Five Things To Consider When Purchasing a CMMS

Choosing computerized maintenance management system (CMMS) software can feel overwhelming.

A little time thinking about “why” will go a long way towards successfully implementing CMMS software, whether it’s your first system or you’re a long-time user. So, we recommend spending a little time on answering these five questions first.

#1: What Problem Am I Trying to Solve?

When you purchase or upgrade CMMS software, you always have a problem, or a pain point, that you’re trying to solve.

Usually the catalysts for change fall into one of four pain points:

  1. Functional: A functional pain point occurs when an existing system isn’t delivering on a core maintenance-related function.
  2. Technological: A technological pain point occurs when the system you’re currently using is no longer a match for the way you need to conduct the management, execution, and tracking of maintenance.
  3. Organizational: Organizational pains are ones that “roll downhill” to you from other places in the organization. You inherit them from someone else who’s feeling pain and requires you to fix it.
  4. Scalability: Scalability pains are driven by organizational growth, which causes you to make system and process changes.

It’s possible you will have more than one pain point too. The more specific you are about the problem, the easier it will be to find the right solution.

#2: Who Will Be Affected by This Decision?

The impact of your decisions will reach far beyond your immediate team, to a wide range of stakeholders. You should ask yourself how each one of these people is likely to be affected—and how they might react to the coming changes in systems or processes.

Typically the people affected by this decision include..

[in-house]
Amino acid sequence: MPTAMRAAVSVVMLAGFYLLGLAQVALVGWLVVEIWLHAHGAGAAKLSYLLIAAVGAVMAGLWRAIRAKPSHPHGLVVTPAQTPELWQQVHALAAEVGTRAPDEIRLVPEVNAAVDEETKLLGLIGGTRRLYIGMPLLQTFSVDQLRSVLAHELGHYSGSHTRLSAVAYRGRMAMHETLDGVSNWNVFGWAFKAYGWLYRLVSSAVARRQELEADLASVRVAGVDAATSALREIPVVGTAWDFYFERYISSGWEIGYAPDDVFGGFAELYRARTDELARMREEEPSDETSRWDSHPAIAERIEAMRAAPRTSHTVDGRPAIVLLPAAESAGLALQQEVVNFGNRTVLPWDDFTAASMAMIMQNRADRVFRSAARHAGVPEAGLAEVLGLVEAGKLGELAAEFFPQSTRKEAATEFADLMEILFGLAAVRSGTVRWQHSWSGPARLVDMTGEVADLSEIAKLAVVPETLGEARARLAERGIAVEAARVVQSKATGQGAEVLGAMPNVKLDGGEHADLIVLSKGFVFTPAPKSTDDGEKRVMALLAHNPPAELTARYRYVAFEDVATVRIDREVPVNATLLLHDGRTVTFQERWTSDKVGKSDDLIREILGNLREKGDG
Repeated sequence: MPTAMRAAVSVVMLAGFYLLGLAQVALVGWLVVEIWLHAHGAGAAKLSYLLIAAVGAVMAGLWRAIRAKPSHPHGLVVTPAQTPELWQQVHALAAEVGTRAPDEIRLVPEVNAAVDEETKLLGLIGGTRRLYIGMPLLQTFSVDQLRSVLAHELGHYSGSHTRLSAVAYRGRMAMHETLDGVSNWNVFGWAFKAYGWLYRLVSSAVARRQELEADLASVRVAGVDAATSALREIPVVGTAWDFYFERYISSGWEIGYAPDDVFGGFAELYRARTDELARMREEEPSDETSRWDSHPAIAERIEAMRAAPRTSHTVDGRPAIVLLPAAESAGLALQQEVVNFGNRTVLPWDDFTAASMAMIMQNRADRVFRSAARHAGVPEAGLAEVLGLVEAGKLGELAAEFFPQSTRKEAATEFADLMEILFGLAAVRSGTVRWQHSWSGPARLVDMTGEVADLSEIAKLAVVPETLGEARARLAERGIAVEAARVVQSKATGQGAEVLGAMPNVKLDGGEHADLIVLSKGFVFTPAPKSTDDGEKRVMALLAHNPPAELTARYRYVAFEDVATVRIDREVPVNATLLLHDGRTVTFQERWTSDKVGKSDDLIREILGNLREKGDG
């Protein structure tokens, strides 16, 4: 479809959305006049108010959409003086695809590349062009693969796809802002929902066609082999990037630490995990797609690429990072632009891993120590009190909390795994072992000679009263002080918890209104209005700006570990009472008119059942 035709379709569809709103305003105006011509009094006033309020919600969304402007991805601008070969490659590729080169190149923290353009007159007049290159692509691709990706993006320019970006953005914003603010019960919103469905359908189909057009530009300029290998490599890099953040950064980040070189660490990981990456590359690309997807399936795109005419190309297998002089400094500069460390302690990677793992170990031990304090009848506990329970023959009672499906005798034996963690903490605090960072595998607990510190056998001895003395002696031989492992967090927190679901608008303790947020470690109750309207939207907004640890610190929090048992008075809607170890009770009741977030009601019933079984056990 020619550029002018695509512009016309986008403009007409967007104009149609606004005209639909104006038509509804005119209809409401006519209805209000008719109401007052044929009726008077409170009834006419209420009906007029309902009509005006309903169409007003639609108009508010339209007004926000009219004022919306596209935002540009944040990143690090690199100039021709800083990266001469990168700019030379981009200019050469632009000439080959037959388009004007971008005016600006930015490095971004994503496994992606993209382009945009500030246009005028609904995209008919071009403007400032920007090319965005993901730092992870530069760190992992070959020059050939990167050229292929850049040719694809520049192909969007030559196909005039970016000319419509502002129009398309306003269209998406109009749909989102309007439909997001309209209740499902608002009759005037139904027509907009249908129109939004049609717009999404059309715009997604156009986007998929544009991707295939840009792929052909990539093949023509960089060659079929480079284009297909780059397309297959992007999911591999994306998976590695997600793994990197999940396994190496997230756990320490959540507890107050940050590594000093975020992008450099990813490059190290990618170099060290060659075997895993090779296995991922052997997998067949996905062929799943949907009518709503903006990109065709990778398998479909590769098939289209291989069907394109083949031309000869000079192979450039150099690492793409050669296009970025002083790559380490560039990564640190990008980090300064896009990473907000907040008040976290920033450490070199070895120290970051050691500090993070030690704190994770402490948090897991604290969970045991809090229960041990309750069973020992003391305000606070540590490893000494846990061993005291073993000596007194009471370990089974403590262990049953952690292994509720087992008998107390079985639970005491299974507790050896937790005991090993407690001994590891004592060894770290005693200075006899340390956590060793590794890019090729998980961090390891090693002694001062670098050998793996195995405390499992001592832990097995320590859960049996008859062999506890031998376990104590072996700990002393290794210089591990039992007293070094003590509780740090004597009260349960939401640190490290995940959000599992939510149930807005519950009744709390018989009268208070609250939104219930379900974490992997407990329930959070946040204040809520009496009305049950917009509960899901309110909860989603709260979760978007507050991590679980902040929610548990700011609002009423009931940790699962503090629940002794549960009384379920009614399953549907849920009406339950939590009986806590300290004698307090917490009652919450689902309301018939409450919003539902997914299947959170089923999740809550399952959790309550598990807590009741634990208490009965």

• Users
  • IT Managers
  • Senior Managers
  • Procurement
  • Finance
  • Legal and Compliance

Each one of these roles can have a huge influence on the success (or failure) of your maintenance management program.

To better understand how to evaluate the needs of each of these stakeholders, check out our blog series, Know Your Stakeholders: Who to Include in the Software Buying Process.

#3: How Will CMMS Software Help?

Exactly how will a computerized maintenance management system benefit your organization? There’s no better way to determine if CMMS software is going to work for you than a software demo or trial. Although it may be tempting to skip this step because of the time commitment, it’s time and energy well spent to get the right software for you.

Once you’ve identified three to five vendors in your price range, we recommend doing demos or trials with each one to get a good idea of the strengths and weaknesses. This type of hands-on testing often brings up questions that will help you refine your needs as you move towards finalizing pricing.

You want to make the most of these software demos or trials, because they’ll likely be a big factor in your final decision.

Here are our tips on making the most of software demos and trials…